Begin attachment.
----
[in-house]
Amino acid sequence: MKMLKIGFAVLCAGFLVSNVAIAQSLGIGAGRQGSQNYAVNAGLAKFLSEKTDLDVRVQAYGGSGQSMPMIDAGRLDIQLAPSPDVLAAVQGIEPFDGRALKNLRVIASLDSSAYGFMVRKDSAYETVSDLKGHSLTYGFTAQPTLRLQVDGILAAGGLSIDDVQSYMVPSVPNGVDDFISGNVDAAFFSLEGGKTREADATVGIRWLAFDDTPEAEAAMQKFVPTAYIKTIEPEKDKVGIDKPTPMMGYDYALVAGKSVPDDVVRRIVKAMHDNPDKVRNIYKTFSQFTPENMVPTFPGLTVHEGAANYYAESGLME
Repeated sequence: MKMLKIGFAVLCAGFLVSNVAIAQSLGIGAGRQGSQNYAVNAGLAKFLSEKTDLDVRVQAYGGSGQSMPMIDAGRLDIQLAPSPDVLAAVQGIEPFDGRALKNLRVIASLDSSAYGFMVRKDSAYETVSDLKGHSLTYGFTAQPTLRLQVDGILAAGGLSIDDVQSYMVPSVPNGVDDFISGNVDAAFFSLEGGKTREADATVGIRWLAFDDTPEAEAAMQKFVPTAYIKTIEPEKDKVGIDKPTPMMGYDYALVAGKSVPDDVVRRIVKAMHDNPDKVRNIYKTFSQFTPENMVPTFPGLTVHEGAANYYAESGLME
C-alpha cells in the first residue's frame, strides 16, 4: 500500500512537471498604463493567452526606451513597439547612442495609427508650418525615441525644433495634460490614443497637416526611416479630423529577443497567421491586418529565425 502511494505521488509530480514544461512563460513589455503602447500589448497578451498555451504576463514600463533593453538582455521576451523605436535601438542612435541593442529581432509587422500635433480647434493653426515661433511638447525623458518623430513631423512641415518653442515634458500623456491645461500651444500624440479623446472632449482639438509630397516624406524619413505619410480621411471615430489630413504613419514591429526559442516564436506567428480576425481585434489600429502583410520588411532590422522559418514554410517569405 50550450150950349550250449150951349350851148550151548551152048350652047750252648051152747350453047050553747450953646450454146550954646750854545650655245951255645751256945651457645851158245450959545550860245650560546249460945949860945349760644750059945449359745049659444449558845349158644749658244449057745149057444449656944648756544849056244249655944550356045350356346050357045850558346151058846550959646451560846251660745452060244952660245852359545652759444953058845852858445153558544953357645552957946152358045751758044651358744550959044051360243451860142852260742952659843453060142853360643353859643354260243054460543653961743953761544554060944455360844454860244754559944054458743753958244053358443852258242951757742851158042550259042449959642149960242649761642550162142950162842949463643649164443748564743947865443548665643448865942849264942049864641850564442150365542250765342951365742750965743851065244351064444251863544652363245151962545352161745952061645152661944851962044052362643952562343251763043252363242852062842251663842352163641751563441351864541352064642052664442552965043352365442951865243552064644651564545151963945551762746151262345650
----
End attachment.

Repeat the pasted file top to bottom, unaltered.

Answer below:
[in-house]
Amino acid sequence: MKMLKIGFAVLCAGFLVSNVAIAQSLGIGAGRQGSQNYAVNAGLAKFLSEKTDLDVRVQAYGGSGQSMPMIDAGRLDIQLAPSPDVLAAVQGIEPFDGRALKNLRVIASLDSSAYGFMVRKDSAYETVSDLKGHSLTYGFTAQPTLRLQVDGILAAGGLSIDDVQSYMVPSVPNGVDDFISGNVDAAFFSLEGGKTREADATVGIRWLAFDDTPEAEAAMQKFVPTAYIKTIEPEKDKVGIDKPTPMMGYDYALVAGKSVPDDVVRRIVKAMHDNPDKVRNIYKTFSQFTPENMVPTFPGLTVHEGAANYYAESGLME
Repeated sequence: MKMLKIGFAVLCAGFLVSNVAIAQSLGIGAGRQGSQNYAVNAGLAKFLSEKTDLDVRVQAYGGSGQSMPMIDAGRLDIQLAPSPDVLAAVQGIEPFDGRALKNLRVIASLDSSAYGFMVRKDSAYETVSDLKGHSLTYGFTAQPTLRLQVDGILAAGGLSIDDVQSYMVPSVPNGVDDFISGNVDAAFFSLEGGKTREADATVGIRWLAFDDTPEAEAAMQKFVPTAYIKTIEPEKDKVGIDKPTPMMGYDYALVAGKSVPDDVVRRIVKAMHDNPDKVRNIYKTFSQFTPENMVPTFPGLTVHEGAANYYAESGLME
C-alpha cells in the first residue's frame, strides 16, 4: 500500500512537471498604463493567452526606451513597439547612442495609427508650418525615441525644433495634460490614443497637416526611416479630423529577443497567421491586418529565425 502511494505521488509530480514544461512563460513589455503602447500589448497578451498555451504576463514600463533593453538582455521576451523605436535601438542612435541593442529581432509587422500635433480647434493653426515661433511638447525623458518623430513631423512641415518653442515634458500623456491645461500651444500624440479623446472632449482639438509630397516624406524619413505619410480621411471615430489630413504613419514591429526559442516564436506567428480576425481585434489600429502583410520588411532590422522559418514554410517569405 50550450150950349550250449150951349350851148550151548551152048350652047750252648051152747350453047050553747450953646450454146550954646750854545650655245951255645751256945651457645851158245450959545550860245650560546249460945949860945349760644750059945449359745049659444449558845349158644749658244449057745149057444449656944648756544849056244249655944550356045350356346050357045850558346151058846550959646451560846251660745452060244952660245852359545652759444953058845852858445153558544953357645552957946152358045751758044651358744550959044051360243451860142852260742952659843453060142853360643353859643354260243054460543653961743953761544554060944455360844454860244754559944054458743753958244053358443852258242951757742851158042550259042449959642149960242649761642550162142950162842949463643649164443748564743947865443548665643448865942849264942049864641850564442150365542250765342951365742750965743851065244351064444251863544652363245151962545352161745952061645152661944851962044052362643952562343251763043252363242852062842251663842352163641751563441351864541352064642052664442552965043352365442951865243552064644651564545151963945551762746151262345650